Company proposes big health care hit
The Times Union proposed a dramatic increase in health-care costs late Thursday afternoon that was rejected by both the Guild and the Teamsters.
Publisher George Hearst and the company’s insurance brokers provided three different costly options.
The first would allow members to stay with MVP but the cost would rise from $33.80 a week to $51.38 and the deductible would rise from $750 to $1,000.
The second option, which the company was promoting, was to switch to a Blue Cross plan that would cost $46.28 a week but would require both a $1,000 deductible and employees would have to pay 10 percent of any nonpreventive care. That means if you had cancer, got into a car accident or otherwise needed medical care, you’d have to pay up to an additional $2,000 for an individual or a whopping $4,000 for a family.
The third option was a Blue Cross plan with no percentage payment but a huge $2,000 deductible. Under that plan, members would pay $45.82 a week.
As part of its proposal, the company also tried to shift some additional costs to the unions, prompting Teamsters’ President Mike Cipollo to understandably walk out.
Tim O’Brien and Lindsay LaFountain represented the Guild. Both O’Brien and Cipollo told Hearst the proposed insurance was not comparable.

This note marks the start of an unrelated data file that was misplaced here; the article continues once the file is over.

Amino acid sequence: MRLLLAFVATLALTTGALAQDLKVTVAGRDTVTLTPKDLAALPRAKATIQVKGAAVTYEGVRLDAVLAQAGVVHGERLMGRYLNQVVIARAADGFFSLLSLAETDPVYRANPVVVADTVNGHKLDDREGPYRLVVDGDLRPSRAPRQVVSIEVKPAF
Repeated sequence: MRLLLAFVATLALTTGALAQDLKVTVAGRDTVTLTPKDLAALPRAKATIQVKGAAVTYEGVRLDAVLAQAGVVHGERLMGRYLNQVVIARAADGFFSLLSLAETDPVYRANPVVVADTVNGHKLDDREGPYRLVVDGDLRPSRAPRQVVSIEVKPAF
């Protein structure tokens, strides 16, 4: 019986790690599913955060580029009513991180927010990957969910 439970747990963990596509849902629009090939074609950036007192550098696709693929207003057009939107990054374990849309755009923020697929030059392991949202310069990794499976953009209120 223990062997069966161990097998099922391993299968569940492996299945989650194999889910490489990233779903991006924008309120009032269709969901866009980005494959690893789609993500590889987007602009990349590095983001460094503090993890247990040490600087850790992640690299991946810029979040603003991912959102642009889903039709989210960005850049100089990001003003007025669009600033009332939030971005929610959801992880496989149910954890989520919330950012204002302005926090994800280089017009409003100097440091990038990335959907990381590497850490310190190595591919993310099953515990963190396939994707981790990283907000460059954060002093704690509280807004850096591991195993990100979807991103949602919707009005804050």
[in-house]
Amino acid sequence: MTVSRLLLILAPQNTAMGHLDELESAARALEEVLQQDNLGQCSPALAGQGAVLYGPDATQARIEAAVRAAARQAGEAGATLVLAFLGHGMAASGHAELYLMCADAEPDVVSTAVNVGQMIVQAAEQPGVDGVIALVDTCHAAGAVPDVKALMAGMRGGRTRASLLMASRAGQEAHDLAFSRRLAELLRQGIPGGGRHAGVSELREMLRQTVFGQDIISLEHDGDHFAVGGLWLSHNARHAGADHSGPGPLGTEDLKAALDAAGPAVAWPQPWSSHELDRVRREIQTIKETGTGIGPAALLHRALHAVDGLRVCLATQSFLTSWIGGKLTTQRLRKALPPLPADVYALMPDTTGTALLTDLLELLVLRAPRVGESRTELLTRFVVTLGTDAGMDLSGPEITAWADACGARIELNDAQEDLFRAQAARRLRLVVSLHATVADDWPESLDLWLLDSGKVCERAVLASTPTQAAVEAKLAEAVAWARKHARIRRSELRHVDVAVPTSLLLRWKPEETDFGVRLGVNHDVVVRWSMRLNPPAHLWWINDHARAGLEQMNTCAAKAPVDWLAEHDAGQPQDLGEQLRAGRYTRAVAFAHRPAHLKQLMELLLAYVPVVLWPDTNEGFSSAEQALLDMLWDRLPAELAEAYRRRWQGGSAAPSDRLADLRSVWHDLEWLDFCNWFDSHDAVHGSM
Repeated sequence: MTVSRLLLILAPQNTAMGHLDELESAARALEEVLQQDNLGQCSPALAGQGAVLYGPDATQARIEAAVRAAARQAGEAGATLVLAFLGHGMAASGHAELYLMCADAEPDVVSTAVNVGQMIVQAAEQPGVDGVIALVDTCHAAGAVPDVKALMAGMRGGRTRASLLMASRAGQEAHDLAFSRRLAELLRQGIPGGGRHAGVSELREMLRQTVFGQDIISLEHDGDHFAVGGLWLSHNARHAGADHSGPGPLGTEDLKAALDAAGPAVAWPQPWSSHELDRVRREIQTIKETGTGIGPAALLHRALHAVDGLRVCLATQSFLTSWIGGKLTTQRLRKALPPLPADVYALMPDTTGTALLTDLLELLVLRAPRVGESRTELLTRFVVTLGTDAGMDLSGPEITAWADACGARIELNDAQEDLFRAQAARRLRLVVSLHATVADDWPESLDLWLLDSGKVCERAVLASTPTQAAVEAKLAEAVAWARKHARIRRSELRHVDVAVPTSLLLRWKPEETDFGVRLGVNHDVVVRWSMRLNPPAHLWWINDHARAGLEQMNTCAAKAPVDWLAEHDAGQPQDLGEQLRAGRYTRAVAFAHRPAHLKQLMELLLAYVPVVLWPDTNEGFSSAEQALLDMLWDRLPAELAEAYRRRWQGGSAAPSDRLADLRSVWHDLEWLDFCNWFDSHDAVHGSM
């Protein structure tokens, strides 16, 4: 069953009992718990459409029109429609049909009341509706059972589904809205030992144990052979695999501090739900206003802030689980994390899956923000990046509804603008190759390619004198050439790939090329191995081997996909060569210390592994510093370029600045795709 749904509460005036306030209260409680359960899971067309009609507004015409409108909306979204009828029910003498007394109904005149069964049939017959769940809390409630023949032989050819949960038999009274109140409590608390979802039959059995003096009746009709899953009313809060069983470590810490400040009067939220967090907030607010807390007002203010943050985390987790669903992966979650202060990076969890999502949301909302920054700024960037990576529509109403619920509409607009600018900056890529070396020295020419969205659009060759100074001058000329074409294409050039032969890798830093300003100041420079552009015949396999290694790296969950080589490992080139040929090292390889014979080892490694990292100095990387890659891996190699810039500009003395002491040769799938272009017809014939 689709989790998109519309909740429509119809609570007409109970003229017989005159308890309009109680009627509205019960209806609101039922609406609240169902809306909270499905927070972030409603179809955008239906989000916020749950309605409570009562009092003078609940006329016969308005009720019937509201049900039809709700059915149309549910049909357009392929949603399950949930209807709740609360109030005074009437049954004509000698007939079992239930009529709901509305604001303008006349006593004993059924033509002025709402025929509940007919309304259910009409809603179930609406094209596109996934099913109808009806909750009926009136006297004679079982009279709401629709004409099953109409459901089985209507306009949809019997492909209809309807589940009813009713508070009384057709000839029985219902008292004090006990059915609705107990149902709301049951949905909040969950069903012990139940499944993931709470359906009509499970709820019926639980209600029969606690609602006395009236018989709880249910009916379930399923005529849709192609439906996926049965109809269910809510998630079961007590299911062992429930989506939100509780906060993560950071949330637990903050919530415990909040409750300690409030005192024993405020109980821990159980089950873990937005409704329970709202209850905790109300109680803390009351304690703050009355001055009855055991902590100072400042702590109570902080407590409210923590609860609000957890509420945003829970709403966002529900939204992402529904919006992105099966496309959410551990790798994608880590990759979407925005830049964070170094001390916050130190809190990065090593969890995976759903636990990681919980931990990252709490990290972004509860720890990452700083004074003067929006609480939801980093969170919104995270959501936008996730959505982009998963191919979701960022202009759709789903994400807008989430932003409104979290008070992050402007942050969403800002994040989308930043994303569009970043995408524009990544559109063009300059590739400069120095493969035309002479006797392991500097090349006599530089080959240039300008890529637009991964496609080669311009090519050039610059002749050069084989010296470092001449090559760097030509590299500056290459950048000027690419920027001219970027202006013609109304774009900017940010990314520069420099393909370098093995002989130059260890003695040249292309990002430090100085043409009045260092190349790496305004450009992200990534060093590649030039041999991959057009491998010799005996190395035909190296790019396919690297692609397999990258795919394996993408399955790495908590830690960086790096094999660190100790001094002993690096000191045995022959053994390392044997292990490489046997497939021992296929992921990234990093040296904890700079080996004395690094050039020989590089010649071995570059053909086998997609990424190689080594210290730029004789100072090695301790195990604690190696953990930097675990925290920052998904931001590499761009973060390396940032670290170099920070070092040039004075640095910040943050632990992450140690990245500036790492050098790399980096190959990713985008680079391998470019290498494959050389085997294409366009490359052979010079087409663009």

Under the conditions imposed by the Company, the Times Union must provide either existing insurance or a comparable plan.
“This is not comparable,” O’Brien told Hearst. “My members have not had a raise in three years. They cannot afford this hit. We will not agree to change to a plan that is not comparable without a full contract settlement.”
The union’s Executive Board is meeting at 6 p.m. Monday to hear Guild International Barbara Camens review the legal cases the union has been winning. The board will add the health care issue and putting together a contract proposal to its agenda. The meeting is open to all members and will be held at the Guild’s office at 890 Third St., Albany.
“Once a company imposes conditions, it cannot make any further changes to the contract without agreement,” O’Brien said. “Given that our members are seeing their wages frozen, people in advertising are getting their commissions cut, members have to worry if they are being targeted for layoff, and everyone is struggling to make ends meet, we would only agree to changes as part of a total settlement. And that still doesn’t mean any of the options presented are acceptable. We will put together a reasonable package proposal that should be acceptable to both our members and the Times Union. We hope the newspaper’s leaders will be as flexible as we are.”
One Foot Out the Door
How can I possibly afford to keep working here?
So this is what it comes to. All the horror stories you hear about where people have to sell their homes because of catastrophic illness. Under this, people working at the Times Union would have to sell their homes to afford to pay for their medicine.
This is bad. For comparison’s sake, this is almost as bad as the health insurance I now have as a freelancer, and not a hell of a lot cheaper.